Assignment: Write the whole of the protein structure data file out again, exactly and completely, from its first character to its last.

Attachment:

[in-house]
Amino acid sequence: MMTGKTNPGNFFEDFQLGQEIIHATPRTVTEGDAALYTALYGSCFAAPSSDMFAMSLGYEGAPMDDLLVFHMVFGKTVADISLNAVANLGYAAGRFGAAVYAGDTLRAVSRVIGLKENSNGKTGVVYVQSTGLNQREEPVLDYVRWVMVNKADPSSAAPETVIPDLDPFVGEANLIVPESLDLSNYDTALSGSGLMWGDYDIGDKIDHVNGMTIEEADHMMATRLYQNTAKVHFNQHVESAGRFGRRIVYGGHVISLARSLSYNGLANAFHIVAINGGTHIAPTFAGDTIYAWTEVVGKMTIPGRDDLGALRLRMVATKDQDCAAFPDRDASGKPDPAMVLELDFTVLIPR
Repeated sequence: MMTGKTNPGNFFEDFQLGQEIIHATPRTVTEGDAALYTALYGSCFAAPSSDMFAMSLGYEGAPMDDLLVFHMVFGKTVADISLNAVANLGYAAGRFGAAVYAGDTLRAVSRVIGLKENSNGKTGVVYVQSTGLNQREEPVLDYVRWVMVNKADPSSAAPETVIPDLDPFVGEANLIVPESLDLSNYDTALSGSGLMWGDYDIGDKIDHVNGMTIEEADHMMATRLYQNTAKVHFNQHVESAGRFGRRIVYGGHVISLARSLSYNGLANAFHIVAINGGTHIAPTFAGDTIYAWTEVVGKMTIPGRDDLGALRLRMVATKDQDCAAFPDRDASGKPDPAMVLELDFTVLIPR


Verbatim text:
[in-house]
Amino acid sequence: MMTGKTNPGNFFEDFQLGQEIIHATPRTVTEGDAALYTALYGSCFAAPSSDMFAMSLGYEGAPMDDLLVFHMVFGKTVADISLNAVANLGYAAGRFGAAVYAGDTLRAVSRVIGLKENSNGKTGVVYVQSTGLNQREEPVLDYVRWVMVNKADPSSAAPETVIPDLDPFVGEANLIVPESLDLSNYDTALSGSGLMWGDYDIGDKIDHVNGMTIEEADHMMATRLYQNTAKVHFNQHVESAGRFGRRIVYGGHVISLARSLSYNGLANAFHIVAINGGTHIAPTFAGDTIYAWTEVVGKMTIPGRDDLGALRLRMVATKDQDCAAFPDRDASGKPDPAMVLELDFTVLIPR
Repeated sequence: MMTGKTNPGNFFEDFQLGQEIIHATPRTVTEGDAALYTALYGSCFAAPSSDMFAMSLGYEGAPMDDLLVFHMVFGKTVADISLNAVANLGYAAGRFGAAVYAGDTLRAVSRVIGLKENSNGKTGVVYVQSTGLNQREEPVLDYVRWVMVNKADPSSAAPETVIPDLDPFVGEANLIVPESLDLSNYDTALSGSGLMWGDYDIGDKIDHVNGMTIEEADHMMATRLYQNTAKVHFNQHVESAGRFGRRIVYGGHVISLARSLSYNGLANAFHIVAINGGTHIAPTFAGDTIYAWTEVVGKMTIPGRDDLGALRLRMVATKDQDCAAFPDRDASGKPDPAMVLELDFTVLIPR